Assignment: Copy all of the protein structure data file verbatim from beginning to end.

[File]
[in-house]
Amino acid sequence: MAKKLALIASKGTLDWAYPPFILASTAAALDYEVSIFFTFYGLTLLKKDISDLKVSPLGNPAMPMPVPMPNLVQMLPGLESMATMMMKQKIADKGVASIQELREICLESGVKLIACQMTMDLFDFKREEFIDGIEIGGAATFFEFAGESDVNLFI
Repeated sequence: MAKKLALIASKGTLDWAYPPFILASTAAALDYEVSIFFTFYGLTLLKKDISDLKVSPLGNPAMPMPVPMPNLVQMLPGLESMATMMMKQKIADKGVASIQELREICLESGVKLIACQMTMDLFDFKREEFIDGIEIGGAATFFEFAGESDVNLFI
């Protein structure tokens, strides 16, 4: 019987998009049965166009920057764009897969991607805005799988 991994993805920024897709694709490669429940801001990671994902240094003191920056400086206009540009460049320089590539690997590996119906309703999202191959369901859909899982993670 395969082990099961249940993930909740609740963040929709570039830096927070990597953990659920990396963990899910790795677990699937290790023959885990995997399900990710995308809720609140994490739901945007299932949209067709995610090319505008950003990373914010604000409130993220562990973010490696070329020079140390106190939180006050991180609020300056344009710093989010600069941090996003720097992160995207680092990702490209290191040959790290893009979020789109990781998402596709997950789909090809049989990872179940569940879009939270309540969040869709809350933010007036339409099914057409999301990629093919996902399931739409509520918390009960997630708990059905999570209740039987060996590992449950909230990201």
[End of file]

[in-house]
Amino acid sequence: MAKKLALIASKGTLDWAYPPFILASTAAALDYEVSIFFTFYGLTLLKKDISDLKVSPLGNPAMPMPVPMPNLVQMLPGLESMATMMMKQKIADKGVASIQELREICLESGVKLIACQMTMDLFDFKREEFIDGIEIGGAATFFEFAGESDVNLFI
Repeated sequence: MAKKLALIASKGTLDWAYPPFILASTAAALDYEVSIFFTFYGLTLLKKDISDLKVSPLGNPAMPMPVPMPNLVQMLPGLESMATMMMKQKIADKGVASIQELREICLESGVKLIACQMTMDLFDFKREEFIDGIEIGGAATFFEFAGESDVNLFI
């Protein structure tokens, strides 16, 4: 019987998009049965166009920057764009897969991607805005799988 991994993805920024897709694709490669429940801001990671994902240094003191920056400086206009540009460049320089590539690997590996119906309703999202191959369901859909899982993670 395969082990099961249940993930909740609740963040929709570039830096927070990597953990659920990396963990899910790795677990699937290790023959885990995997399900990710995308809720609140994490739901945007299932949209067709995610090319505008950003990373914010604000409130993220562990973010490696070329020079140390106190939180006050991180609020300056344009710093989010600069941090996003720097992160995207680092990702490209290191040959790290893009979020789109990781998402596709997950789909090809049989990872179940569940879009939270309540969040869709809350933010007036339409099914057409999301990629093919996902399931739409509520918390009960997630708990059905999570209740039987060996590992449950909230990201």